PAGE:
By Kim Voynar Voynar@moviecitynews.com

Sundance 2014 Review: Listen Up Philip

Image courtesy of The Sundance Institute.

Image courtesy of The Sundance Institute.

I almost didn’t see Alex Ross Perry’s Listen Up Philip at Sundance this year. I wasn’t a huge fan of Perry’s previous film, The Color Wheel, and thus was on the fence about seeing this one. A friend encouraged me to catch it anyhow, thinking I might like it, so when I wandered into the P&I tent after a canceled lunch date to see what the TBA was and found it was this film, I shrugged and took a seat. I’m so glad I did, because this film shattered whatever preconceived notions I’d had going in. Which is an object lesson for me, I guess, in not holding prejudice against a particular film just because I didn’t connect with the director’s previous work. So noted.

The story here revolves around Philip (expertly portrayed by that master of brooding man-boys, Jason Schwartzman), a talented writer who’s decidedly lacking in “works and plays well with others” on the report card of life. When we meet Philip, he’s channeling some serious anxiety over the publication of his new novel, along with some equally serious rage at the world. You could maybe excuse him if he was just having a rough time of things, but the film makes it clear early on that this is who Philip is: a talented but tragically solipsistic man whose issues go far beyond the mere stereotype of the difficult, selfish artist. He’s mean, he’s arrogant, he lacks empathy for others, and he views everything that happens through a lens tinted sharply by his favorite subject: himself.

Schwartzman brings this egotistic, misanthropic writer to life on screen with what can only be described as absolute commitment. With every tic of facial expression, every glower of darkly brooding brow, he owns Philip unapologetically. If he was going to take on the part of this asshole, he was going to do it thoroughly, and boy, does he ever. But while Philip may be a completely unlikable, unlovable character, Schwartzman manages to make him real and very human in spite of – perhaps because of – his many flaws.

Philip develops a relationship with a mentor, Ike Zimmerman (Jonathan Pryce), a older writer and fellow misanthrope who sees in Philip a younger version of himself (though, as he keeps reminding Philip, he himself had achieved far more in the literary world by the time he was Philip’s age). Philip connects with Ike in a way he doesn’t with anyone else, and yet he’s somehow unable to read his own future in the allegorical tea leaves of Ike’s isolation from others and his utterly dysfunctional relationship with his daughter Melanie (Krysten Ritter). Instead, Philip just goes plowing along as he has been, tearing through and discarding relationships with both his longtime photographer girlfriend Ashley (Elisabeth Moss) and Yvette (Josephine de La Baume), an attractive professor at the liberal arts college where he lands an adjunct teaching position. I found it interesting that both of these educated, otherwise intelligent women have extended relationships with this man who cares for no one more than he does himself, and I suspect for some viewers, this aspect of the film will feel like wishful projection.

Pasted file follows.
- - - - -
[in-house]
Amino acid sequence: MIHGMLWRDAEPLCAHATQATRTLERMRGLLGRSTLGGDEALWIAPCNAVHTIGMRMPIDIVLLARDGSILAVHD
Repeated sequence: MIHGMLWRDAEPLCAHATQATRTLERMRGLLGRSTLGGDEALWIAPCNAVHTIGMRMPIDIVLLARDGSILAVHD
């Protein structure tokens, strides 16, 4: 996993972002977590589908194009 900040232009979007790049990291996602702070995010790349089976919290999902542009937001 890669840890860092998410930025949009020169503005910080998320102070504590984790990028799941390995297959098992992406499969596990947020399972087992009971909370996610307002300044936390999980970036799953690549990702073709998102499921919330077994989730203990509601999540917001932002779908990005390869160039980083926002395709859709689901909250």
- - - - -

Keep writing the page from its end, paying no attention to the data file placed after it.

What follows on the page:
But here’s a truism about men like Philip: smart women who tell themselves they would never put up with his particular brand of bullshit no matter what nonetheless can and do fall prey to the allure of the reclusive, temperamental, misunderstood genius, and will keep coming back for more. Men like Philip present a challenge to overcome, a puzzle to solve – until the women in their lives finally have enough and say “no more.” And then those men end up alone, feeling misused and mistreated, looking everywhere save within themselves for the answer to the riddle of their loneliness and isolation.